For example, if you have a vision insurance plan with a $150 yearly allowance on glasses, and you pay $200 for new frames, then you can save 75% on that expense. A basic plan that might cost just a few dollars per month might feature a flat percentage discount on all products and services, perhaps 25%, so in that scenario, you would save just $50.

Common Expenses Covered

While each plan varies, eye exams, preventative services, surgeries, some elective procedures, glasses (and frames) and contacts can all be covered or at least feature some kind of financial allowance. Be sure to review total costs and covered products and services when deciding on a plan. Also, consider what doctors and service providers are in-network. Qualifying expenses and reimbursements typically work differently compared to health insurance, too. 

What Vision Insurance Will Not Cover and Other Limitations

First, chronic eye conditions such as glaucoma and cataracts are usually covered only by health insurance. Next, a vision plan might not help with costs for specialty glasses with proverbial bells and whistles. Another limitation is that your plan may only cover the retail markup of the cost while requiring you to shell out the wholesale price. What’s more, restrictive policies might separate eyeglasses from contacts, forcing you to choose between one of the product types for it to be considered a qualifying expense. Keep in mind, too, that there could be a waiting period of four to five weeks before coverage begins – plan accordingly!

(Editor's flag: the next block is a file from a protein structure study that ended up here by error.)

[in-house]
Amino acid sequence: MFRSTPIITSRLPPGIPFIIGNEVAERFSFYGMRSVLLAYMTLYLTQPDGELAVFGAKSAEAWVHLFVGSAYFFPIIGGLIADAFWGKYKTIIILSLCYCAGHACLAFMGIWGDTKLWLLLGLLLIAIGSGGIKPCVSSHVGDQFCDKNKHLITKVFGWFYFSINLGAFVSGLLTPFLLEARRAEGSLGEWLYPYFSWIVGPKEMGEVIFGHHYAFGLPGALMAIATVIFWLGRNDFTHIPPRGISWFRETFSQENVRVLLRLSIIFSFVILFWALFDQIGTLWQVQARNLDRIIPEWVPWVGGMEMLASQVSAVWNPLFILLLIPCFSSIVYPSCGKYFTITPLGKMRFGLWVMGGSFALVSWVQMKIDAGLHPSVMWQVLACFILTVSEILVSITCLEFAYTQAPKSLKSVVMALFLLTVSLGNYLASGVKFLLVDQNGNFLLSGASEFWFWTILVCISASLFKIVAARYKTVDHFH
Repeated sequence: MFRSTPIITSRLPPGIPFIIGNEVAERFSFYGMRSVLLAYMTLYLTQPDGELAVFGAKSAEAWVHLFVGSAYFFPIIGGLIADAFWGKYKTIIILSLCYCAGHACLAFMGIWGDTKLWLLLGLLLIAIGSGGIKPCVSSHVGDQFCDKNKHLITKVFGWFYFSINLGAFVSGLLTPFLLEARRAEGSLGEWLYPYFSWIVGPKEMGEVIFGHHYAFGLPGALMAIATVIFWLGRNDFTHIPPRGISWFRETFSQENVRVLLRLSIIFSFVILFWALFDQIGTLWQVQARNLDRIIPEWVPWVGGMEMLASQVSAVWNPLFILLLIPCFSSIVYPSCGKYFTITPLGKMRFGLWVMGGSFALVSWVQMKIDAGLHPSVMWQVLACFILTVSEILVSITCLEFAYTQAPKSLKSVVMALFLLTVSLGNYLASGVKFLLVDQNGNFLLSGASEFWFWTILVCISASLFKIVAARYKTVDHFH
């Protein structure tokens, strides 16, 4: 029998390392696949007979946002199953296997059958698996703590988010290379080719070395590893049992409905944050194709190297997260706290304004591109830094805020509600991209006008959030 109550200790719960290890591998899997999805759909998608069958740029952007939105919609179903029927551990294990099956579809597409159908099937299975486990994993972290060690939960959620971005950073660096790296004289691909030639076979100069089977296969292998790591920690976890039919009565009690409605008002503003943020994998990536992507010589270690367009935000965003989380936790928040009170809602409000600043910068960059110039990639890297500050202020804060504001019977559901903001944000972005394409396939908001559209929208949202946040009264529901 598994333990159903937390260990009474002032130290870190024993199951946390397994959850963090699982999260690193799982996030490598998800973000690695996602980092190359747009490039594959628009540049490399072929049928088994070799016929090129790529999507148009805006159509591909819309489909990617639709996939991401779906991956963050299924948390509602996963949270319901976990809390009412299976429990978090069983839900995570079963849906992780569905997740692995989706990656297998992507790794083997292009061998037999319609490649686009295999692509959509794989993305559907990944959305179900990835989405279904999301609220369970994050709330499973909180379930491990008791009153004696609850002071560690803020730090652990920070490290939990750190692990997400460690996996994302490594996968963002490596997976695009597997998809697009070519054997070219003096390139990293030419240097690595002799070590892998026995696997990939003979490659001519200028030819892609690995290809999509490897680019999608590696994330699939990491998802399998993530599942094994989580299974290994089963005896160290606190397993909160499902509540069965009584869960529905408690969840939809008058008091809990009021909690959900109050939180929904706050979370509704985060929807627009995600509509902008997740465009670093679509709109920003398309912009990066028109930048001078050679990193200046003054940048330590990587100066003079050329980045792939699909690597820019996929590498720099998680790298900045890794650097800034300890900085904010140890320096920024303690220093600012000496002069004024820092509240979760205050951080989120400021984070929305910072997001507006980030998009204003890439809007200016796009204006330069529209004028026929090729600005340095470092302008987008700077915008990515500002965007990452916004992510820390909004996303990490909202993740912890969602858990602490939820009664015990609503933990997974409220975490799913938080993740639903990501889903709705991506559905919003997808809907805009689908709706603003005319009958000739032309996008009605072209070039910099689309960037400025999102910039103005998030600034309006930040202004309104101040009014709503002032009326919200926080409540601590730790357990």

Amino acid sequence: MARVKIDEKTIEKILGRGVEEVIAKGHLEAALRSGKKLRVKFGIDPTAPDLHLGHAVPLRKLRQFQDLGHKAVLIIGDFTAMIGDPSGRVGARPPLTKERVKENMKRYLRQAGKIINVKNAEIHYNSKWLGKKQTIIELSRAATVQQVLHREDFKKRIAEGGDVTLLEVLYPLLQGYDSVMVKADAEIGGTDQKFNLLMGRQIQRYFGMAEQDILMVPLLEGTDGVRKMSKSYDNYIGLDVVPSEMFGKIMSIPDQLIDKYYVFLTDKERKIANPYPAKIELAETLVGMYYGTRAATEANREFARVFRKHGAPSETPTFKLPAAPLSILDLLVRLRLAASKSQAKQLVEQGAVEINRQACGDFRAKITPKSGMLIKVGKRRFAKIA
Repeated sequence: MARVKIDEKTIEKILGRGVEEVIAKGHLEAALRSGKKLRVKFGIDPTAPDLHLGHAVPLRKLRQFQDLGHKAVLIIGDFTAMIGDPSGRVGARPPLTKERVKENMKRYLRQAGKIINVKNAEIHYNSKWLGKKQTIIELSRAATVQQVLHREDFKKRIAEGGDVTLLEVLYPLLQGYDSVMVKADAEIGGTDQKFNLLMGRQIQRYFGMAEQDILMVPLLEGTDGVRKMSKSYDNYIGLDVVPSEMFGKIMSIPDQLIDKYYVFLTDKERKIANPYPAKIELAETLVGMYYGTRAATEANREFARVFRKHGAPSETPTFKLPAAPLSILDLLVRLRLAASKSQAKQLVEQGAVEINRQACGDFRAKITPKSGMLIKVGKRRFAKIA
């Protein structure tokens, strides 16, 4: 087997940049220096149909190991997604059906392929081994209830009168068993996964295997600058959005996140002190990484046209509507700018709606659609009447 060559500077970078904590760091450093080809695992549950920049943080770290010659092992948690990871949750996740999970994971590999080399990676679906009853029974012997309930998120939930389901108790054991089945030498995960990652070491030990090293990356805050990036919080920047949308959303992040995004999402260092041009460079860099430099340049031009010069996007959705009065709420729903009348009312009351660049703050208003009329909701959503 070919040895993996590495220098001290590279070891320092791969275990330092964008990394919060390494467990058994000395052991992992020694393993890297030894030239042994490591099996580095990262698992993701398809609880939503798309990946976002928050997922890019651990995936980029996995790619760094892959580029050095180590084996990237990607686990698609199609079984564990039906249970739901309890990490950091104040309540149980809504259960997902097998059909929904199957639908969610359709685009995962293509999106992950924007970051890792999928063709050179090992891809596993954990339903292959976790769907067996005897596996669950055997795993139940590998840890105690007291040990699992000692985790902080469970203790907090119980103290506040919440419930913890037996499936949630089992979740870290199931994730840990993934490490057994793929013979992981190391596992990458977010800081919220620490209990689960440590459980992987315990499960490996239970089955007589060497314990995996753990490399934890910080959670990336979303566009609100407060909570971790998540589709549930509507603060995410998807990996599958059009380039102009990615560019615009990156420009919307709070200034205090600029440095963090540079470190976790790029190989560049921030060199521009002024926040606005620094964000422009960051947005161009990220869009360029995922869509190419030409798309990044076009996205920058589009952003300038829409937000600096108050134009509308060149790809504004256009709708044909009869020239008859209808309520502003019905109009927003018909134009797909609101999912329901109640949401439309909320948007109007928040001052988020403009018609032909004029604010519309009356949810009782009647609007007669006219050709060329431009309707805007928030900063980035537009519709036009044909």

Is it Worth It? How Much Does It Cost?

An eye exam might run you $150 to $200 these days with prescription glasses, including frames, costing a few hundred dollars (but you can save a ton by shopping around online for glasses). So, if you simply do an annual eye exam and purchase glasses or contacts, you can expect to doll out upwards of $500 per year. Vision insurance could help with about half that amount when it’s all said and done. Of course, if you have other procedures or face an emergency, the costs (and vision insurance savings) can be greater. Moreover, if you have a family, then a policy can be even more valuable.

Still, if you don’t have eye problems and your family history is solid, vision insurance might not be worth it.

Other Options to Pay for Vision Costs

A common alternative to vision insurance is an a la carte discount plan which limits you to choose from a specific network of providers who have agreed to certain discounted prices for select products and services. Discount plans might only apply to certain areas of the country, though. It can be a cost-effective choice for those who do not run up large annual vision-related costs, but if you have frequent needs, then it’s probably not a good deal for you.

Like dental insurance, if you feel comfortable paying for all products and services out of pocket, then you can always bypass vision insurance altogether. While health insurance is very important to maintain, it’s usually not a catastrophic risk to go without vision insurance. You can visit retailers such as Walmart and Costco and receive reasonably priced exams and glasses or contacts. Also, be sure to check out online stores like Zenni Optical which offer super-low-cost glasses.

Finally, your Health Savings Account (HSA) or Flexible Spending Account (FSA) can help cover vision care costs. You can always track your qualifying HSA expenses, save receipts, and reimburse yourself later in life to allow your HSA investments to grow.

The Bottom Line

Vision insurance is not something to fret over. The cost through your employer is usually quite low. Plans often include monthly premiums and exam copays, while featuring discounts or allowances on preventative exams, eyeglasses, contact lenses, and coverage for vision-related surgeries.